As the beds are cleared, such of them as it is proposed to fill with Hyacinths, Anemones, Pansies, or other spring-flowering plants, should be moderately manured and deeply dug preparatory to planting, and the earlier these operations are completed, the better will the plants establish themselves. Or if annuals were sown in the beginning of last month for this purpose, the plants should be transferred to the flower-garden as soon as the beds can be made ready to receive them. When, however, such provision has not been made, seeds of annuals might be sprinkled thinly over the beds and raked in; and if the winter should be mild, the plants will most likely get strong enough to blossom well in spring. To the list given at p. 41 might be added the Virginian Stock (Malcomia maritima), red, and Venus's Navel-wort (Omphalodes linifolia), white, old inhabitants of our gardens, but nevertheless not to be despised. There is also a dark-blue variety, of Venus's Looking-glass (the botanical name of which has been changed from Campanula to Prismatocarpus speculum), very suitable for this purpose; so likewise is the Candytuft (Iberis umbellata).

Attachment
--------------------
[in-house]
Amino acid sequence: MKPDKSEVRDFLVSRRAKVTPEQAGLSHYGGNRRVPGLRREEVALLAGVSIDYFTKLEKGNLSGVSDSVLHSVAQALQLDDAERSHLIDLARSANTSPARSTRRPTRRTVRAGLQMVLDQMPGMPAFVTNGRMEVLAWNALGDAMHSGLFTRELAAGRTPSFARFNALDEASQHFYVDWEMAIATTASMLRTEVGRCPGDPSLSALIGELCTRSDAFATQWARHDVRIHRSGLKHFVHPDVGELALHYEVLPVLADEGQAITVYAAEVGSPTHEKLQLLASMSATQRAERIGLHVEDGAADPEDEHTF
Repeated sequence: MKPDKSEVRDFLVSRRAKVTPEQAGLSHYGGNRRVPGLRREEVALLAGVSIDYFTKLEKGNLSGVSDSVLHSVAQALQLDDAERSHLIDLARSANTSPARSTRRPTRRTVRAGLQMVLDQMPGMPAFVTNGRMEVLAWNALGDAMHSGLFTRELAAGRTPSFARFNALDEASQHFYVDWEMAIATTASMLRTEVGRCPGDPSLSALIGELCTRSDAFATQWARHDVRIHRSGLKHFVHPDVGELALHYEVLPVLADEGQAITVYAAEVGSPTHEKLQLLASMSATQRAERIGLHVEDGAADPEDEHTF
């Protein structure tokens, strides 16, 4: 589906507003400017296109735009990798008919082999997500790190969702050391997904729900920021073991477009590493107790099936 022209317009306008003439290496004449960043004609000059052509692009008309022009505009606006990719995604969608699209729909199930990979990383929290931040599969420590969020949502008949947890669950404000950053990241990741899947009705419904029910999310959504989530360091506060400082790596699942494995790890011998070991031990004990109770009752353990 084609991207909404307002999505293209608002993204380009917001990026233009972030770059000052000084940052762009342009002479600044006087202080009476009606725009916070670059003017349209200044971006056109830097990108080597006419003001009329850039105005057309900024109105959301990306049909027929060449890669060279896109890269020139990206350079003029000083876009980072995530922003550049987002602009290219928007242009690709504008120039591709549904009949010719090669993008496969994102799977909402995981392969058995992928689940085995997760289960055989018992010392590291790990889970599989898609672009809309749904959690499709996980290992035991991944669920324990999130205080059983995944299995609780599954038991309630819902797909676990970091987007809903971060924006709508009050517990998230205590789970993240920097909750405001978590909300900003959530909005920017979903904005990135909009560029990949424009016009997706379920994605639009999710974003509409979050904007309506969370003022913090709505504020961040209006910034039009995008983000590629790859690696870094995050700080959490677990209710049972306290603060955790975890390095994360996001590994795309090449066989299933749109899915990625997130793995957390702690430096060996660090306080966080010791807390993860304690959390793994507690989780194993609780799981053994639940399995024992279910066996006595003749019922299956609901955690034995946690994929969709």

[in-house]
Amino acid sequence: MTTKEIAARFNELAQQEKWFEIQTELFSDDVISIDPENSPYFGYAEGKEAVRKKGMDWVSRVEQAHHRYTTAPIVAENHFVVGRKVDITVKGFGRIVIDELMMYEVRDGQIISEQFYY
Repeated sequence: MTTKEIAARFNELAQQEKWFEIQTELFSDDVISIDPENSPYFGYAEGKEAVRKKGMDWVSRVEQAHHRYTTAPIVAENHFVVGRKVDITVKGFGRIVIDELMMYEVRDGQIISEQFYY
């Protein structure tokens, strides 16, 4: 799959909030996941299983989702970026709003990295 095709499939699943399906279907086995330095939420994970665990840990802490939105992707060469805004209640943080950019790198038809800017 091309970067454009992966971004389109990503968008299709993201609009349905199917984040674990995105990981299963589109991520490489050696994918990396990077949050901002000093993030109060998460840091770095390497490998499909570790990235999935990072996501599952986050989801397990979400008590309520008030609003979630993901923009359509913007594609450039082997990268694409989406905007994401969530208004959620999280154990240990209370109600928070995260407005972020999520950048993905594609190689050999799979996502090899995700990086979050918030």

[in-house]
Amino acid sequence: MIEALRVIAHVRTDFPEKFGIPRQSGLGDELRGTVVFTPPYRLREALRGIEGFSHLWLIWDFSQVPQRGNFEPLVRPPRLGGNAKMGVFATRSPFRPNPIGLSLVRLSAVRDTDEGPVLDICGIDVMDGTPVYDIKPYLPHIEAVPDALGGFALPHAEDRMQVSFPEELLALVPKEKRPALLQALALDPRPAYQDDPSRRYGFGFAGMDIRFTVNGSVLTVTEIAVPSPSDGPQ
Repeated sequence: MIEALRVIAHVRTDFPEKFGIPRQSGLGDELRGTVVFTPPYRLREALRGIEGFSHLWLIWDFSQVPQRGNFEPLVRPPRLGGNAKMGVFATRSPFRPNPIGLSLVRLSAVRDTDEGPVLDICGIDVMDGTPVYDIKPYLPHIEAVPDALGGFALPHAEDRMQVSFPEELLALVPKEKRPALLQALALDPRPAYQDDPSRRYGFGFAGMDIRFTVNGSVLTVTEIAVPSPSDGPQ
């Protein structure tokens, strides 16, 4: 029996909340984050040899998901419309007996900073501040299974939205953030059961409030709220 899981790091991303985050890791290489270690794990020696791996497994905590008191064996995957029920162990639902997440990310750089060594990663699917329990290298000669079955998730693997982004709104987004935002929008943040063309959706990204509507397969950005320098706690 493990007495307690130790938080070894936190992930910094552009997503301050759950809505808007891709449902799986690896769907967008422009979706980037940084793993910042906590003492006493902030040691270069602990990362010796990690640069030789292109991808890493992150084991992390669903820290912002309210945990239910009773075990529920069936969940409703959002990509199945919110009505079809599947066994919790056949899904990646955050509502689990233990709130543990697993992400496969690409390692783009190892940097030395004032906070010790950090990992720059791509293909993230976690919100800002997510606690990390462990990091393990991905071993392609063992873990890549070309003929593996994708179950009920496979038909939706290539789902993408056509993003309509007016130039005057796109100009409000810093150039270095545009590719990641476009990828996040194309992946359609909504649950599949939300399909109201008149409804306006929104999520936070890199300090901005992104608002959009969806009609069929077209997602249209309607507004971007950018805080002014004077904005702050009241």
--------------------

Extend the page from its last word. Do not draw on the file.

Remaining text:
In speaking of bulbous plants at page 183, nothing was said about the beautiful genus Gladiolus (Corn Flag). Some of the varieties which have been raised by cross-breeding between G. cardinalis, floribundus, psittacinus, and others, are exquisitely lovely, and are every year becoming more numerous and diversified. Among the best obtainable at a moderate price are Gandavensis, Jenny Lind, Madame Sontag, and Queen Victoria. The nurserymen's catalogues contain many newer kinds, but these are as yet too costly to risk in the unprotected ground through the winter, although most of the parent species are found to stand well when planted rather deeply in well-drained beds, the surface of which is slightly covered with rotten leaves. The hybrid kinds, however, are well worth cultivating in pots, where there is a greenhouse or a conservatory to decorate, as in addition to their great beauty, they blossom at a season when it is not easy to maintain a gay appearance in such structures. The same might be said of the three Japan Lilies, commonly known as Lillum lancifolium album, L. I. rubrum, and L. I. punctatum, - names that require to be corrected, as they appear to have originated in gardens.